2. Jennifer says:

    Thank you, thank you, thank you for this message. This has been me for the past month – frustrated with a stall and giving in to my old ways instead of sticking to what I’ve been doing successfully for 10 months. That stops today!!! Doing the reset to reframe my attitude and decision making and get myself back on track!

  3. Sharlene Wilson says:

    remember,most candy has the bad enhanced sugar. sucrose fructose corn syrup solids, and white sugar. I used to enjoy 11/2 teaspoons of sugar in my coffee and tea. got some jaggery (it’s sugar from southern Asia) and used it in my beverages, now, I drink them black! jaggery has a lot of nutritiion-but it is still sugar! I find it more satisfying than white sugar.

  4. Kathy says:

    Great timing, my husband bought a bag home yesterday. I told him to throw them away, he thought I’d gone crazy. I’m preop and could eat them, but don’t want to, I’m trying to get my fatbrain thinking healthy

  5. Dayna Harpster says:

    Just an ironic aside about that “fun size” designation. Anyone who struggles with sugar would tell you that fun size is a heck of a lot bigger than that!

  6. Sophia says:

    This brought a few tears to my eyes because it’s all true (except for me rolling my eyes part). I’ve struggled, and at time still struggle, with food addiction. this artical is a positive wake up call and a reminder about the candy. I’ve been doing really well not purchasing it. I get candy for my kids, but it’s the stuff I don’t like. Even at times I get tempted, I put it down, or walk on pass thinking—‘Am I getting this item for me or my kids?’ I try not to purchase things for myself. I do pretty good. Anyways, thanks for this article. Can I share it with my facebook?

  7. Karen says:

    Timely as ever. I wasn’t rolling my eyes either, btw.

    The only thing I would disagree with is the statement “NATURALLY SLIM PEOPLE KEEP THEIR MITTS OUT OF THE HALLOWEEN CANDY.” Some do, while others don’t. But whatever naturally slim people do or do not do is irrelevant, because WE are not naturally slim, and we never will be. The fact that we’ve had obesity surgery means we can never “naturally” be slim, although we can *become* slim by using our tool (WLS) correctly and maintaining good habits.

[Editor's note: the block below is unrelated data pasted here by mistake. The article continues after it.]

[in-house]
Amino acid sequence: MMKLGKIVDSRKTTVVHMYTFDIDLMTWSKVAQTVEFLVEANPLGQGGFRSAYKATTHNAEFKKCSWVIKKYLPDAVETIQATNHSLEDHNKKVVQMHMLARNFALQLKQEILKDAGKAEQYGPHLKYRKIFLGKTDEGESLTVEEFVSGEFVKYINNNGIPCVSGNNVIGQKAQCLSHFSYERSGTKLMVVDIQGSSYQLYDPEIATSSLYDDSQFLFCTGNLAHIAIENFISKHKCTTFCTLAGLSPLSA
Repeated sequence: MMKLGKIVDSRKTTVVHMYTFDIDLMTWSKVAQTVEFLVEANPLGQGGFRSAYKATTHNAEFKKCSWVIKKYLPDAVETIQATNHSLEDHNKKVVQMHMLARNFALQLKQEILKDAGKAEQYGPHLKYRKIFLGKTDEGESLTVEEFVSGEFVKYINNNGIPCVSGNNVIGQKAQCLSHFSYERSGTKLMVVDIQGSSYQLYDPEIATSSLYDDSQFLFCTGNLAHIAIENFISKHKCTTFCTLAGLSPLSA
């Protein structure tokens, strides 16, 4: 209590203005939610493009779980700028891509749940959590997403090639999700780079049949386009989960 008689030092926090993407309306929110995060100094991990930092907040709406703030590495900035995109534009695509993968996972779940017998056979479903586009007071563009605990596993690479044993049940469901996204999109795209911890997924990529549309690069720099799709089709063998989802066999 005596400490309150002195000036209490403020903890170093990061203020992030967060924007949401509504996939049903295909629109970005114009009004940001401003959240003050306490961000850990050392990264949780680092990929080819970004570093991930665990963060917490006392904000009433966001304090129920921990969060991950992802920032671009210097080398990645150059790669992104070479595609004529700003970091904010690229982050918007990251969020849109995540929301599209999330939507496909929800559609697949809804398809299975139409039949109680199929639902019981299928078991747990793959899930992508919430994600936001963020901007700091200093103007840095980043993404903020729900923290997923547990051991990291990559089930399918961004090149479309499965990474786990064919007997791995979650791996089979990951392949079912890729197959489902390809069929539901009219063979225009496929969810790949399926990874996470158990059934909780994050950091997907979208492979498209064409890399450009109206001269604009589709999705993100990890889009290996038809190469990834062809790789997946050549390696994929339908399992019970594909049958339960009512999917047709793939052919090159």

It’s taken me YEARS to get over what I call the “grass is greener” syndrome: that is, my feelings of deprivation that I was cheated out of something that is natural and the norm for so many others. I had a coworker years ago who was barely 5 feet tall and 98 lbs. soaking wet. And she was constantly eating junk food or processed foods; she HATED vegetables with a passion. And then there were the 2 supervisors (at 2 different jobs) who were under-weight and had to be reminded to eat; they would actually FORGET to eat! 😮

    The bottom line is that we are who we were born to be, and since that did not include “naturally slim”, we have to compensate for what we do not have. And that means (say it with me): PLEASE DON’T TOUCH THE CANDY.

  8. Sarah says:

    WOW I’m 2 years post-op and have regain and stalled out at 255-266 for the last year. I do make horrible choices because I am scared of the slimmer version of me and I’ve kept all of my old clothes because I would cry and beat myself up that I won’t be able to do the “hard” part, I’m needing therapy in a very bad way but can’t afford it right now, I’m on so many antidepressants and have been on many meds to control appetite (none have worked for me) I’m actually thinking of a revision (duodenal switch) so I can get physically sick with eating any sugar (sugar is my weakness) I want to be away from sugar and know that one bite will kill me, literally. I’m so glad I get these emails and have really gone through and found some great stuff on here. I’m not giving up and will win this battle.

    • Suzanne Shaw says:

      I would strongly advise you to seek therapy before you seek another surgery. If the surgery you had now isn’t stopping you from making bad food choices, how can you be sure another will do that? Please get some help to get to the root of your food issues so that you can move beyond this, you deserve to invest in yourself so you are truly mentally healthy and stable, as well as physically healthy.